Anne Berkeley

On the trail of the fritillary


Vita Sackville West called it ‘a sinister little flower, in the mournful colour of decay’. The poet and botanist Geoffrey Grigson referred to them as ‘snaky, deadly beauties’. Anne Ridler described it as ‘delicate’ and ‘rare’: ‘You enter creeping, like the snake / You’re named for . . . ‘. Denise Levertov would have it as ‘our talisman in sorrow’. It has been called the Leper Lily, Lazarus Bell, Drooping Tulip, Bloody Warrior, Turk’s Head and the Mournful Bell of Sodom. It’s dramatic, with its curved amethyst hood, like a fin de siècle heroine. And poisonous, the Lucrezia Borgia of the flower world. 


During our week in the Dordogne, as the guests of Anne Berkeley, Sue Rose and I were treated to the sight of a field dotted with snakes head fritillaries. Even there, where they are more abundant than at home (introduced into the English garden sometime in the eighteenth century) we had to search, skirting the paths along the Dronne, attempting to spot bright dashes of purple, like rare jewels in the grass. But there was a satisfaction in the hunt; eventually spotting them, flamboyant and shy at the same time, in the early April sun. We had missed their full blooming, caught them as they were on their way out, not to come again until next spring. Poisonous, beautiful and fleeting.


It’s a bit like writing, which we had assembled to do together (this activity we normally practice in isolation). Somehow going away with other writers provides a kind of team spirit – there is nothing so inspiring (and daunting) as the sight of another writer getting down to business, happily tapping away on her laptop. But maybe not so odd – after all, the poem is something you create for yourself first, but then you are encouraged to share it, to allow the reader to become part of the bargain you strike when you first put pen to paper (or fingers to laptop).

I have spoken here before about the freedom of writing away from home, how the anxieties and tasks of every day life are briefly forgotten when you are somewhere else. The joy of writing is that you need very little in the way of equipment to engage in it, and you can easily move from one place to another where there are fewer distractions (apart from the noisy nightingale, who seemed to be at it for much of the day as well).


Back home, it seemed I wasn’t quite finished with my fritillary spotting. As they had already departed my garden (where I’ve planted a small pot of them – not quite as exciting as finding them in the wild), I was thrilled to find a lone one among the cowslips in the churchyard at Tudeley in Kent. And here, another curious transplant – stained glass windows by Chagall in the medieval church. My friend Lynne Rees and I had made an excursion to see them, and the sun shone on our efforts.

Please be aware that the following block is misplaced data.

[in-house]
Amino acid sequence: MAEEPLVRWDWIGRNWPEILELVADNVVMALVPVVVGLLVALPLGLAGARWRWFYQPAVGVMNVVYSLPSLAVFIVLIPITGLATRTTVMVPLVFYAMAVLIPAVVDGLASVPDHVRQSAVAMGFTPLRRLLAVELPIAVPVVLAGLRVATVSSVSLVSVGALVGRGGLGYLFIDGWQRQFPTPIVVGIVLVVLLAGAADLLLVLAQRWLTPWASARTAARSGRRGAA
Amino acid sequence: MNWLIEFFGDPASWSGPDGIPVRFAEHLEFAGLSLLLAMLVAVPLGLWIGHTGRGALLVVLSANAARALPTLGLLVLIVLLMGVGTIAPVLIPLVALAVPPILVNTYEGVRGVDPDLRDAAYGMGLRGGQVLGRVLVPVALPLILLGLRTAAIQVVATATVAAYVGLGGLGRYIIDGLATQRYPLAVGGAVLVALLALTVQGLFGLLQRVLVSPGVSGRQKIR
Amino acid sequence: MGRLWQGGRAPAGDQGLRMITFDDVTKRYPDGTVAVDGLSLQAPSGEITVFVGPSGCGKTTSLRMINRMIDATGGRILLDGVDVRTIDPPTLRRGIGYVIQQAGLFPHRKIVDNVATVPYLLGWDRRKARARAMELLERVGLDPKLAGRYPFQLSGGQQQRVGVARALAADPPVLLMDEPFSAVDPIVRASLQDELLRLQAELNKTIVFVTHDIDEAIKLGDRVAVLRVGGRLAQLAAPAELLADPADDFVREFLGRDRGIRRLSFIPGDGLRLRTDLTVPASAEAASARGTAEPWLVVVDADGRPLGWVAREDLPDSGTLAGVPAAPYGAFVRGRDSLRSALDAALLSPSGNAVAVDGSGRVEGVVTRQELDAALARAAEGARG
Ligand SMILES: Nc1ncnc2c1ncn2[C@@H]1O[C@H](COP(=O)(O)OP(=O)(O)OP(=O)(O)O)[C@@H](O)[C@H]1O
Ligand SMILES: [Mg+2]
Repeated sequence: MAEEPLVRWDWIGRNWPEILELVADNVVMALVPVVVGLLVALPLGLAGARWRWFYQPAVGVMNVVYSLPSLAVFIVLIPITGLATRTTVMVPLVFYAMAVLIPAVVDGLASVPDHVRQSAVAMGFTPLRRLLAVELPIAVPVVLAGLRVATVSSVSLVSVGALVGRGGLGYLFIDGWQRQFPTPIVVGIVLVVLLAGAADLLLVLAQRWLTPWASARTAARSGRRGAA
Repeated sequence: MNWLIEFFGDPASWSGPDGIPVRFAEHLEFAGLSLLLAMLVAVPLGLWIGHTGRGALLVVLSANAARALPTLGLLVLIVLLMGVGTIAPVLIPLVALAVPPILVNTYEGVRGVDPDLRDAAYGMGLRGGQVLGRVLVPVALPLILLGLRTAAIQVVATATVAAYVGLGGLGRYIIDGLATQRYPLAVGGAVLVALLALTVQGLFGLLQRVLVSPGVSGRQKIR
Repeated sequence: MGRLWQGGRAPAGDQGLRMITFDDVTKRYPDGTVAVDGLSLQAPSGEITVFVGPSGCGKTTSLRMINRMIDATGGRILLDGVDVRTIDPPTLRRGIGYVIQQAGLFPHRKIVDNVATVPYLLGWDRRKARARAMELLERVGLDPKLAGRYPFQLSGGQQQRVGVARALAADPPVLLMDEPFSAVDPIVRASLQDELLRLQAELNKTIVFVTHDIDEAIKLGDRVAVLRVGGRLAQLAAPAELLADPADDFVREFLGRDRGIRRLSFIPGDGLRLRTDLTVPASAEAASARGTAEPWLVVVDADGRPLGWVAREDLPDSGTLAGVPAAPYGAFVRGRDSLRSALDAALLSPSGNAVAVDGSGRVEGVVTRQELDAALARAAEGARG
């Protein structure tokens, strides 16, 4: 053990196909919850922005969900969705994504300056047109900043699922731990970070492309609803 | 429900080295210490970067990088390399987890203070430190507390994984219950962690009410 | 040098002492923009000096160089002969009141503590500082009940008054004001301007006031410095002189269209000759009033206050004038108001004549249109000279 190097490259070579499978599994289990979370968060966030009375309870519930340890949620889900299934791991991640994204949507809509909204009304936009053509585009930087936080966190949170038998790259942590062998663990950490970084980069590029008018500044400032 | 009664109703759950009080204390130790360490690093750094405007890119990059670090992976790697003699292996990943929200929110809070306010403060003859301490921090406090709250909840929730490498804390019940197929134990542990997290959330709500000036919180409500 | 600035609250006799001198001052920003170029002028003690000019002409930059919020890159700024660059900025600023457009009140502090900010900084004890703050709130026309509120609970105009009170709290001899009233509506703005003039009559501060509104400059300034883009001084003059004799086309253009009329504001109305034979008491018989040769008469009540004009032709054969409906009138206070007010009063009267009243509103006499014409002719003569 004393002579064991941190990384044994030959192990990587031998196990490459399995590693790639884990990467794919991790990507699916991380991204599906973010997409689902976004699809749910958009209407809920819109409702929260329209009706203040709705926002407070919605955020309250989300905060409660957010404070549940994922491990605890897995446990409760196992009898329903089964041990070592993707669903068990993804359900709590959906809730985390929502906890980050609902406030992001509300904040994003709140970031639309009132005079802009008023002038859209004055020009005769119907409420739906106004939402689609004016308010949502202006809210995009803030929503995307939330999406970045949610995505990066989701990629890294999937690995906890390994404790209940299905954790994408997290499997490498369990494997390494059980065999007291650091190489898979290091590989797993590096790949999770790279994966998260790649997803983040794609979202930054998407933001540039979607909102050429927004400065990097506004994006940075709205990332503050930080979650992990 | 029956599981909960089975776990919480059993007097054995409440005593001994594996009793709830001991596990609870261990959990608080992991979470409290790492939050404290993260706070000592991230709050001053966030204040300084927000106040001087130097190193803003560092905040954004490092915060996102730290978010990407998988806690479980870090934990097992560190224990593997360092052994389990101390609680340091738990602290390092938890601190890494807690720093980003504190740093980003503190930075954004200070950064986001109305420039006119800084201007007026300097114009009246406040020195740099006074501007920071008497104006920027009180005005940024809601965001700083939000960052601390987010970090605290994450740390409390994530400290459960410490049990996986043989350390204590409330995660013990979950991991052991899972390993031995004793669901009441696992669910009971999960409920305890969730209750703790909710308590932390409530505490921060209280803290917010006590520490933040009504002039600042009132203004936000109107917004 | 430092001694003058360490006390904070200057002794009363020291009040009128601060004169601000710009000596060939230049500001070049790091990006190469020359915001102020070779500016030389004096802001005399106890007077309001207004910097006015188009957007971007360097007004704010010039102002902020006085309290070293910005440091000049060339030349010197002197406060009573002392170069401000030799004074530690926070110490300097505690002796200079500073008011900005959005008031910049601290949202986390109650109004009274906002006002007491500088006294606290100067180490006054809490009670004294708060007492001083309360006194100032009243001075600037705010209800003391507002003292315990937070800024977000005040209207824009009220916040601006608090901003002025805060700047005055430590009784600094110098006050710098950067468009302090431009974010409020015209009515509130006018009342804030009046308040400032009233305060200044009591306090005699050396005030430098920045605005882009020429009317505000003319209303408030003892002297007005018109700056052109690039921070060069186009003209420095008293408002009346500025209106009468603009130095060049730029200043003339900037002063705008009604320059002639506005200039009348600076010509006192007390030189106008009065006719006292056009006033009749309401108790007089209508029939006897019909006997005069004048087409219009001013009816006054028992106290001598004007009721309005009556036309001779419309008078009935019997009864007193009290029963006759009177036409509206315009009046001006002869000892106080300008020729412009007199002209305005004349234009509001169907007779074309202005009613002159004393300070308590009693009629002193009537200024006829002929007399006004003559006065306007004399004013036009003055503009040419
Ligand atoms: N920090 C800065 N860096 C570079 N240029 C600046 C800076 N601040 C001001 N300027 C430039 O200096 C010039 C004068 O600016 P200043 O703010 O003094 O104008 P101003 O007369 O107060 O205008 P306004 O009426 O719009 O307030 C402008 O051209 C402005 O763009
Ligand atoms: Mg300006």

Chagall was initially commissioned to design a window in memory of Sarah D'Avigdor-Goldsmid, who died in a boating accident in 1963. He subsequently designed the rest, making it the only church in the world to have all its windows by Chagall; the final one was installed in 1985, the year the artist died at the age of 98.

They are perfect in their surprising setting; exuberant, bright, but also somberly moving. It seemed appropriate to be there, back in my adopted country, looking at the work of a fellow Russian Jewish émigré, who made his home in France, where I’d just been.

And so we bloom where we are planted …

Home is so sad


Various discussions over the past week have triggered a preoccupation with the concept of home. As readers of Invective already know, I have made my home in London for the past 26 years, having spent the previous 21 years in New Jersey and New York. When I first moved here – with no particular plans, and probably no clear intention to stay – I found I was writing poems about my childhood in America, as it seemed I had gained the necessary distant to do so, not just physical distance, but also mental distance. At a certain point, when I started to establish a life for myself here, those American poems stopped. If it can be said that the majority of my poems are situated anywhere, it is London, or at least an urban location resembling or based on London. In my favourite poem by Cavafy, he talks about the possibility of ‘finding another city better than this one’ but the reality is that:

This city will always pursue you. You will walk
the same streets, grow old in the same neighborhoods,
will turn gray in these same houses.
You will always end up in this city.

Cavafy’s poem is relentlessly negative, concluding ‘As you’ve wasted your life here, in this small corner, / you’ve destroyed it everywhere else in the world.’ So the city becomes a metaphor for his failure, which he is fated to carry with him forever. Although I would contest his conclusion, I agree with Cavafy that a place you have spent much of your life becomes engrained in you, and any other place you visit is held against that dominant place, the place you call ‘home’. You do carry your city with you everywhere you go, like a garment you wear against your skin. But for me, that is a comfort rather than a burden.

‘Home’ is necessarily complicated for me, in that I consider London home, but I also recognise that I am not a Londoner. This is my adopted city, and perhaps for that reason, it is always precious, and I have never taken it for granted. If you think of writers like Conrad or Kundera or Nabokov, it is their otherness, the fact that they were from one place, and made a decision to reside permanently in another (and give up their mother tongue to write in the language of the place they made home) that charges their prose with a quality of surprise and energy. I have just switched from one kind of English to another (sometimes mixing my poems with both American English and British English, as I do in my speech). I think of myself as Anglo-American, and, like Plath or Eliot (if I could even begin to compare myself to them) my poems reflect the dual nature of who I am.

At the recent Place: Roots – Journeying Home weekend at Snape Maltings, the discussions began with Benjamin Britten and his commitment to place (in his case, Suffolk) in his music. The beginning of Peter Grimes just sounds like the beach at Aldeburgh; it makes sense of the place entirely, so that no other music can represent it so well. This idea of being firmly rooted was carried through to a discussion by Patrick Wright of the German writer Uwe Johnson, who, like Sebald and Hamburger, ended up in eastern England (Johnson rolled up in Sheerness, which even he thought was a dump, but somehow that awful place added a quality of stark alienation in his writing).